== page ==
In August 2020, The Canary revealed new files, uncovered by author and activist Ciarán MacAirt of Paper Trail, about the McGurk’s bar massacre in Belfast on 4 December 1971. The British loyalist Ulster Volunteer Force (UVF) blew up McGurk’s, killing 15 innocent people and injuring more than 16. At the time, the bomb was blamed on the IRA, with the police claiming the bomb detonated prematurely while it was en route to its intended target.
The explosion happened in the early years of the conflict between the IRA and British crown forces. And it occurred just months after the British imposed internment on the north of Ireland. Internment led to the arrest of people from a Catholic or Irish republican background. Meanwhile, people from a Protestant or British loyalist background remained largely unaffected by it.
MacAirt’s files showed:
the name of the UVF’s original target that evening and showed there was a nearby British army presence that evening also. Moreover, MacAirt claims his revelations connect General Frank Kitson to the atrocity.
MacAirt is a grandson of two McGurk’s bar victims. And on 15 December, MacAirt released more previously unseen documentation related to this bombing. These new documents reveal:
a high-level, coordinated and sustained Security Force and Civil Service plot to deceive the Parliaments of Britain and Northern Ireland about the true circumstances of the McGurk’s Bar Massacre.
Furthermore, they show the manipulation of policy decision-making. MacAirt told The Canary:
the British Army and RUC [Royal Ulster Constabulary – old name for the Police Service of Northern Ireland (PSNI)] knew that the bar was [externally] attacked and that they were knowingly withholding evidence and disseminating false information to Government Ministers at the same time in Stormont and Westminster.
On 10 December, MacAirt issued a complaint and requested that British cabinet secretary Simon Case launch an investigation into his findings.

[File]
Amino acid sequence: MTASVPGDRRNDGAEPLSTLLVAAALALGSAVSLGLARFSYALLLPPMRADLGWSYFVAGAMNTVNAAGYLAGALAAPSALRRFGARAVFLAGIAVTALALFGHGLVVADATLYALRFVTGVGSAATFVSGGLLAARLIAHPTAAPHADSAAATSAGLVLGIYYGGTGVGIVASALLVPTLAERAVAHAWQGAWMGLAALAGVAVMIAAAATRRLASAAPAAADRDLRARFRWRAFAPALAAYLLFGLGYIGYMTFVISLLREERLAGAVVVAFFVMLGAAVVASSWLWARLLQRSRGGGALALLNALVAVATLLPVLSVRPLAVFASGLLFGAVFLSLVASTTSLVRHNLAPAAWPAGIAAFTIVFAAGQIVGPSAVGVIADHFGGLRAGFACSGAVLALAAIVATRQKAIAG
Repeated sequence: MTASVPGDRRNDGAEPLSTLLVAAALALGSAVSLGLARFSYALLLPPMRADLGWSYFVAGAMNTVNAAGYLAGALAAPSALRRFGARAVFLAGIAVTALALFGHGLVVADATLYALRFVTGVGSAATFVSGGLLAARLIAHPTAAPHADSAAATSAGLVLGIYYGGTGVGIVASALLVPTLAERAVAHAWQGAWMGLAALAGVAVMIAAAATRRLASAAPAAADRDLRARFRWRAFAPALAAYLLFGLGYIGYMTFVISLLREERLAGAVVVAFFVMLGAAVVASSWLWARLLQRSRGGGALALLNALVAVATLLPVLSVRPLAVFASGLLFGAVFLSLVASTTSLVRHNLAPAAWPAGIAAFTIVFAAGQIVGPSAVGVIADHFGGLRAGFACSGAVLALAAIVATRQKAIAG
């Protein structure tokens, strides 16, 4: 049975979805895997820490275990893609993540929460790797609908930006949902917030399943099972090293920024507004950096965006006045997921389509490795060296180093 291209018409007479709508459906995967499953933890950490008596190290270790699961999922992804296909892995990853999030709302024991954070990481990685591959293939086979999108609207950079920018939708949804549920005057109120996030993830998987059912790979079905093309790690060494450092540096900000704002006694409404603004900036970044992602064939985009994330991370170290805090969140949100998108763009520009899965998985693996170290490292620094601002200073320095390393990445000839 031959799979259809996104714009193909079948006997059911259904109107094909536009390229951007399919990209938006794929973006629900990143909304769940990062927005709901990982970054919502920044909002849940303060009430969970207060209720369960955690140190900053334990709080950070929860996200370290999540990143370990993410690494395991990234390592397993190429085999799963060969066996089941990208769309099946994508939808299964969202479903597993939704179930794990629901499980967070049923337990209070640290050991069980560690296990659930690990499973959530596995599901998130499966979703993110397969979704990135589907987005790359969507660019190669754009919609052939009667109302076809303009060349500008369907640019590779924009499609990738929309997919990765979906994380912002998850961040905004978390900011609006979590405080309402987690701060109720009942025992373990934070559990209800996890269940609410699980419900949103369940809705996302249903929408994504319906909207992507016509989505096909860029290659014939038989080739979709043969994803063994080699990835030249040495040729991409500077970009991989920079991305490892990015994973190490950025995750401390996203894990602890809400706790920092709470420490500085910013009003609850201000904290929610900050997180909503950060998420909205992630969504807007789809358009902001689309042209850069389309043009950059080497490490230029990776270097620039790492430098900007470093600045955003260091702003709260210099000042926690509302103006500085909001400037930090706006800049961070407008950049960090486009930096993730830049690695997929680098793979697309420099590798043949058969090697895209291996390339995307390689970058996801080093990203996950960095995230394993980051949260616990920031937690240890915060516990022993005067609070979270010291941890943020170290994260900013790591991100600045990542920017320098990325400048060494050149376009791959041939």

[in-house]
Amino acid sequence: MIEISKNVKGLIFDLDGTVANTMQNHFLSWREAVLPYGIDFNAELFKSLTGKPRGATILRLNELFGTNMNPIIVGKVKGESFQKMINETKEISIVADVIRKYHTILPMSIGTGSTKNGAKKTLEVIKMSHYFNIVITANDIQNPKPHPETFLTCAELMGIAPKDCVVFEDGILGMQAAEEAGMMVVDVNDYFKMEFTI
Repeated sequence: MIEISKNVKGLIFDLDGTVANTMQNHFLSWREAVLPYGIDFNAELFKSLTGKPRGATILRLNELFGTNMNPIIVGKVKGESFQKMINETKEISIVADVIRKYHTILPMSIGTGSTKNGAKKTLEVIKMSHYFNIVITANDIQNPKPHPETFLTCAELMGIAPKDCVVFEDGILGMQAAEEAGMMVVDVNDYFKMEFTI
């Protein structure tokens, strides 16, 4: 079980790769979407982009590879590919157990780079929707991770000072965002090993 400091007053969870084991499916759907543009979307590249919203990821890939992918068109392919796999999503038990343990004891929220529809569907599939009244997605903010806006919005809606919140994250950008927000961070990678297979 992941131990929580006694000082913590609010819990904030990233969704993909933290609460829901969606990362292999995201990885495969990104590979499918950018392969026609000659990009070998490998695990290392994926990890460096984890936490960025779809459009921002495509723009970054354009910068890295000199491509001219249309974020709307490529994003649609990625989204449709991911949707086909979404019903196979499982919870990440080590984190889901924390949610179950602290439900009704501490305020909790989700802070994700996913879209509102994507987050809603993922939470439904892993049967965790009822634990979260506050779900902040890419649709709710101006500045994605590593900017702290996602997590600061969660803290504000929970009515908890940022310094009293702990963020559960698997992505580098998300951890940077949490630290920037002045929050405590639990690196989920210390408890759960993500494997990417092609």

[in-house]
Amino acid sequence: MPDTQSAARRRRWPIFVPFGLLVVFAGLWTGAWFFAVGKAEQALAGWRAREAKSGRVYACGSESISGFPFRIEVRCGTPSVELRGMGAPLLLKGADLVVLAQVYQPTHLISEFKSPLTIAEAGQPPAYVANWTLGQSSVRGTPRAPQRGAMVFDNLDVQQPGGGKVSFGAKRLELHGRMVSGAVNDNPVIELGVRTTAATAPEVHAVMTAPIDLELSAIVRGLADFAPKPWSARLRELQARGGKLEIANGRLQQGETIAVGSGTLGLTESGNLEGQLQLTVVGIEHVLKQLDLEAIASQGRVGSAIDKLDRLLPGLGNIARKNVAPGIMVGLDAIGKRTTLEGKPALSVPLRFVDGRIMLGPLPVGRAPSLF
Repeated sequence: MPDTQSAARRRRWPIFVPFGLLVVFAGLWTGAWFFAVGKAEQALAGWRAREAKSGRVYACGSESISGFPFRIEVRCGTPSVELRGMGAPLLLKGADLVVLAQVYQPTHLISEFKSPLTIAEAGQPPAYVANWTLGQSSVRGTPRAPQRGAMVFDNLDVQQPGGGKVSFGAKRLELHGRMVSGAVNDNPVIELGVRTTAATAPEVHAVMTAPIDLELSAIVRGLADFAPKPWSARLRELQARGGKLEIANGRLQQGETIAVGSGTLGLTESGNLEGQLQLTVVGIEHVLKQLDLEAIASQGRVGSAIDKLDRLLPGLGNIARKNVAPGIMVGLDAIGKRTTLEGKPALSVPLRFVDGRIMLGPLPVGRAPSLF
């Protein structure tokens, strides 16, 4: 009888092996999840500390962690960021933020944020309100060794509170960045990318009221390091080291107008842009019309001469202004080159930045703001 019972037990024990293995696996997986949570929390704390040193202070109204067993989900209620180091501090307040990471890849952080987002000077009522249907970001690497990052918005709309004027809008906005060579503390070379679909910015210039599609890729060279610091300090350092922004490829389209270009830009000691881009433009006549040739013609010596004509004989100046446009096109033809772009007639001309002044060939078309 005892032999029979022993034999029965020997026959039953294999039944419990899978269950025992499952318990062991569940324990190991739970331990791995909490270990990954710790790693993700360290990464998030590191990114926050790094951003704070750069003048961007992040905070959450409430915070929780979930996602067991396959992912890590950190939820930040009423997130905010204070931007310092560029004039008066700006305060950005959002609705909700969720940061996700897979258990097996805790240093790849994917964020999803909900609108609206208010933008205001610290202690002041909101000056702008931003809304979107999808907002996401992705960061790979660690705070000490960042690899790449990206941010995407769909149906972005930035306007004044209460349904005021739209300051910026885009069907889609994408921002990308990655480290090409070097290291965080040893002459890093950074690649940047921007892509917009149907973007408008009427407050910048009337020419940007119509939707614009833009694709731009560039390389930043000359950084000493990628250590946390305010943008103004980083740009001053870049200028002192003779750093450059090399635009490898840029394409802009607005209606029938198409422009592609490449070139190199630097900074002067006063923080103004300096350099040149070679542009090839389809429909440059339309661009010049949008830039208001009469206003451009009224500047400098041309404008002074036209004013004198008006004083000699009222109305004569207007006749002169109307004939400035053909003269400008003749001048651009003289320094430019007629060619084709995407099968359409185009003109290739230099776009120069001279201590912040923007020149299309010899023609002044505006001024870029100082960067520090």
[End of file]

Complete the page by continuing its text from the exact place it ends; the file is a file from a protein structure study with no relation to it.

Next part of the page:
The uncovered documents reveal a plot to deceive Westminster and Stormont about the true circumstances behind the bombing. MacAirt has reported this to the cabinet secretary.
He claims the new evidence proves high-level officials in the Ministry of Defence (MoD):
peddled known lies about the victims and the explosion to other departments, including the office of the British prime minister, and on two occasions prepared draft statements for the minister of state for defence to publish the known lies in the House of Commons and mislead parliament.
He says this evidence also proves the chief constable of the RUC and the head of RUC special branch:
peddled similar lies at the same time to the Northern Ireland prime minister at Stormont.
In a letter sent to the cabinet secretary seen by The Canary, MacAirt alleges:
Official documents disclosed to me recently under the 2000 Freedom of Information Act prove that government departments and agencies knowingly abused their power by:
(1) deliberately suppressing true information;
(2) recklessly creating and/or circulating false information with the intent of deceiving parliament, the press and the public; and
(3) consciously and/or irresponsibly causing harm to the families of those murdered or injured in the McGurk’s Bar atrocity in Belfast on 4th December 1971.
MacAirt claims officials at the MoD prepared a statement for then minister of state for defence Lord Balniel. But it knew this statement was false. According to MacAirt, the MoD said the explosion and some of the deaths were consistent with the bomb going off accidentally inside the pub. And “perhaps while in transit”.
Then, according to MacAirt, the RUC forwarded false information to Northern Ireland prime minister Brian Faulkner. The RUC’s information claimed the bomb detonated prematurely en route to a target elsewhere in Belfast. It also claimed two of the victims were members of the IRA. MacAirt believes his evidence proves:
- The British Army and RUC knew that the bar was subjected to an external attack;
- The British Army, the Intelligence Services and RUC colluded to blame the explosion on the victims themselves;
- Senior public servants within the British Ministry of Defence then plotted to publicize the same lies in the House of Commons and mislead the British Parliament.
- The Chief Constable of the RUC and the Head of Special Branch presented these lies at the same time to the Northern Ireland Government and misled it…
The morning after the explosion, a British army report stated:
A bomb believed to have been planted outside the bar was estimated by the ATO [Ammunition Technical Officer] to be 30/50 lb of HE [High Explosive].
And three hours later its log sheet stated:
As far as can be assessed from the damage and crater caused by the expl [explosion] at Gt George’s St/Nth Queen St, the bomb was placed in the ground floor entrance on the corner of the building that faces into the junction. Guess size to be 40 – 50lbs.
Then five minutes later, 39 Brigade reported to headquarters Northern Ireland: